- The one “spoiler” for the books in the episode is Stannis’ defeat at Winterfell, and what we could take as his ultimate downfall and death—I’m not convinced he’s dead, though, so there’s a possibility that they’re off-book so far that Stannis’ defeat plays out very differently in the books. Either way, I’m curious how those chapters play out, dead or alive.
- The need for Cersei’s body double could be chalked up to both Lena Headey’s pregnancy and her lack of desire to do full frontal nudity, but I will say that face-mapping technology has come a long way—there was still a stiffness to the wide shots, and the closeups were conspicuously stayed above the neck, and the angles and hair placement on the hair cutting scene were obvious, but I don’t feel it ruined the impact of the walk itself. I imagine “Hardhome” is the show’s effects showcase, but this is a good example of supporting effects work (and there was scale here as well, what with the very brief battle for Winterfell).
- We’ve talked a few times this season about the failings of the Unsullied, and so I laughed when Daario suggested that Grey Worm had to stay in Meereen because the Unsullied were the only people who could keep the peace. Daario, you explained earlier this season that the Unsullied were terrible at spotting the Sons of the Harpy, and they’ve been woefully ineffective on multiple occasions! It’s hard for me to accept they’re the glue holding Meereen together.
- Troll in the Dungeon: I’m all for a good troll, and putting Benjen in the “previously on” as a setup for their setup of Jon was just wonderfully cruel for Coldhands Truthers. Same goes for Syrio truthers, actually. Just mean all around.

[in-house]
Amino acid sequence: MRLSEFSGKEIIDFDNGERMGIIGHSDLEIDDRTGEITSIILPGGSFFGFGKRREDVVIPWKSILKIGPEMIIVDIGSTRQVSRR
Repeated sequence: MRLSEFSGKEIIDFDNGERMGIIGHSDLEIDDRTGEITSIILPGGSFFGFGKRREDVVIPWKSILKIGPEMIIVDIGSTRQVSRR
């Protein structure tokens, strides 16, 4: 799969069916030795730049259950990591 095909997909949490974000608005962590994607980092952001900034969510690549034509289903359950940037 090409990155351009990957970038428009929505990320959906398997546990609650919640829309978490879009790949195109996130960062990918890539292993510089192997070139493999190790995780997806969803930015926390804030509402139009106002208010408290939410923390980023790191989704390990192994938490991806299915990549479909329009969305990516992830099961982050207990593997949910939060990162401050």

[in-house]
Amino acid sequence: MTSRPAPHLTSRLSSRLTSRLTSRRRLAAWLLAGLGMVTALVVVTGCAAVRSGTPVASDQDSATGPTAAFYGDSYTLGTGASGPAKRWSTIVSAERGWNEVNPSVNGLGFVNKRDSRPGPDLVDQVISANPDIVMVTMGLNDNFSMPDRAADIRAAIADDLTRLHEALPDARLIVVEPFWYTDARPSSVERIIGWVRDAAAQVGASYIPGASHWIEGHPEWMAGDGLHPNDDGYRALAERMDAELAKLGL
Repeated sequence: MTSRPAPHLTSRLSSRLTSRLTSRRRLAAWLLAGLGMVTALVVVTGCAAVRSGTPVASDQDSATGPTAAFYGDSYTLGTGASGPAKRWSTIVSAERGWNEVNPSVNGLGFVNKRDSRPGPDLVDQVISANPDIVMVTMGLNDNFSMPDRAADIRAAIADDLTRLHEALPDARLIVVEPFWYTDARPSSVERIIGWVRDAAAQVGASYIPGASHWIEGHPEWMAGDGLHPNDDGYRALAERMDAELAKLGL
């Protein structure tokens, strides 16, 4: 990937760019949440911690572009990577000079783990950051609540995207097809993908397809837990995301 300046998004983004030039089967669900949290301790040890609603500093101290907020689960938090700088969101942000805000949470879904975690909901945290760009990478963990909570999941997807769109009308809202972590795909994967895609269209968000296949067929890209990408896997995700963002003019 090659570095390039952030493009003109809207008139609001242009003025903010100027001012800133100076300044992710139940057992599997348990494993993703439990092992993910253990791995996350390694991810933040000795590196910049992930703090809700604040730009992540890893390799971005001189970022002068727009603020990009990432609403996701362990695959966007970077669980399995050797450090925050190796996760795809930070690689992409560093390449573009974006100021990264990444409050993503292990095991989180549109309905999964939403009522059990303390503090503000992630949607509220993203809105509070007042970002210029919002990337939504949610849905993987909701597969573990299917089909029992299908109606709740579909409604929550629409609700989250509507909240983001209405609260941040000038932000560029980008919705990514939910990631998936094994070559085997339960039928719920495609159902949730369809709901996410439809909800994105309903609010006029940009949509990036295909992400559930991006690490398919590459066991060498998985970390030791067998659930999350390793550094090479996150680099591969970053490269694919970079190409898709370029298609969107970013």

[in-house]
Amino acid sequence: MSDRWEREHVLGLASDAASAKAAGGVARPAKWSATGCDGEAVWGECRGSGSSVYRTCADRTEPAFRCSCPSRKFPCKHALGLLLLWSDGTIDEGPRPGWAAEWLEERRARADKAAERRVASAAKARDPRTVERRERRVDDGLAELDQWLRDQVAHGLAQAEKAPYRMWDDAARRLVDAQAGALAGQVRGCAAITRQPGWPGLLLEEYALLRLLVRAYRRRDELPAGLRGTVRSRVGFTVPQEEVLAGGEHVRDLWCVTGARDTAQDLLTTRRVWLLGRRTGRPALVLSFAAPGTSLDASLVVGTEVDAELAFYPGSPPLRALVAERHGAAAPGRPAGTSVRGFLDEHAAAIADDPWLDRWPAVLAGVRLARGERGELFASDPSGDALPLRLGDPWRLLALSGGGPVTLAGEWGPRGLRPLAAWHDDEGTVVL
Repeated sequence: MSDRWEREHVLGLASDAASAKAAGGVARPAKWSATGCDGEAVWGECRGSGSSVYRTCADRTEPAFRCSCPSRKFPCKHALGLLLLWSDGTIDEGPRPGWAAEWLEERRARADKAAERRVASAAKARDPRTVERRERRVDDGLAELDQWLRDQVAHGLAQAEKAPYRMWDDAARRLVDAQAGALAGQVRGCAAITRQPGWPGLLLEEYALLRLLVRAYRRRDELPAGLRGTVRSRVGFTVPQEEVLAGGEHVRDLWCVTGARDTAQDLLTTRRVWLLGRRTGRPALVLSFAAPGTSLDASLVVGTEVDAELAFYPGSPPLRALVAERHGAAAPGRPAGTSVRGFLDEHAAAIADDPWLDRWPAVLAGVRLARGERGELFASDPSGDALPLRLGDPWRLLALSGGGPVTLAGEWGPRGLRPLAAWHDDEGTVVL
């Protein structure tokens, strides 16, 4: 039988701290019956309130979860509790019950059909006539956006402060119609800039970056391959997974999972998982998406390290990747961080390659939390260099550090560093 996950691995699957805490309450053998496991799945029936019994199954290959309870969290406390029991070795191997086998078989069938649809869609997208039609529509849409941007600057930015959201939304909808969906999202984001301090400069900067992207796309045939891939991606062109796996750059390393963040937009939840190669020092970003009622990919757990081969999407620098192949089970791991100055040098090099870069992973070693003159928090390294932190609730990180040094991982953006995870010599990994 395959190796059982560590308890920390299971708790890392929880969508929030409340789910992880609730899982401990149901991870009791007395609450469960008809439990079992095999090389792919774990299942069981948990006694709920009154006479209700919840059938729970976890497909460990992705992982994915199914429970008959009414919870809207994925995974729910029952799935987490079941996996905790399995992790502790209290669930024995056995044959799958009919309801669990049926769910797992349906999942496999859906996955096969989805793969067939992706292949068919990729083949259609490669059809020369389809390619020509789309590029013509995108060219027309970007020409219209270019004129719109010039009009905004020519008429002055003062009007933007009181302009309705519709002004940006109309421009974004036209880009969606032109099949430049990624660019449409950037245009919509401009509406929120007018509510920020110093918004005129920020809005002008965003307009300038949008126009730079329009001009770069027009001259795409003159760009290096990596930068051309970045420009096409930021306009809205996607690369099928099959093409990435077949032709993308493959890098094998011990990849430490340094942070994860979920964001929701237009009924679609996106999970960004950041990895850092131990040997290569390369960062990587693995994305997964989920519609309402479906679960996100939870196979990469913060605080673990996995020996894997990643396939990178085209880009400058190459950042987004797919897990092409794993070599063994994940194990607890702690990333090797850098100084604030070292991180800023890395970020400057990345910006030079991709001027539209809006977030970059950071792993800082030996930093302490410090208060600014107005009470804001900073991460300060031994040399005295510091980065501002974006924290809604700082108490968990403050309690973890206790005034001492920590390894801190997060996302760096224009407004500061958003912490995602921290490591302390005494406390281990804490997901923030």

- “Well, there’s Edd…”—Sam did not do a great job of making Jon feel like he had a lot of friends, although this does raise the question of where Edd was during the attack. Way to throw Edd under the bus, Sam.
- Open question for book readers: Given that Stannis’ storyline has been spoiled, do you think you’d skim through those chapters (however they manifest) once The Winds Of Winter is released? I know some might find this to be against the whole purpose of reading the books, but I’m wondering how knowledge of plot shifts our understanding of chapters’ value, a question we’ll confront when the book is released before the next season (or so I’m predicting, if we wanted to start some kind of pool).
The Night Is Dark and Full of Spoilers (Explicit book spoilers, or what’s left of them):
- Training your audience to pay too much attention to the credits meant I spotted Conleth Hill right away, but that also left the door open for A Dance With Dragons’ epilogue, which is one thing they didn’t explore here, and thus a rare bit of uncertainty in a fairly predictable finale. Putting him into what appears to be a permanent position in Meereen would seem to take that off the table entirely, right? Or will they wait until we get a clearer sense of Kevan and Pycelle’s plans for leadership and ship him across the Narrow Sea on Littlefinger’s magic carpet?
- Lady Stoneheart Truther Watch: So do we think we can put this one to bed now? If they weren’t going to pull it out as a surprise now, and if they’re working overtime to set up Melisandre’s involvement in Jon’s resurrection, can we chalk her absence up to the show not wanting to double up on resurrected Starks? I’ve always been on board with the decision, but it seems particularly sensible in context for me.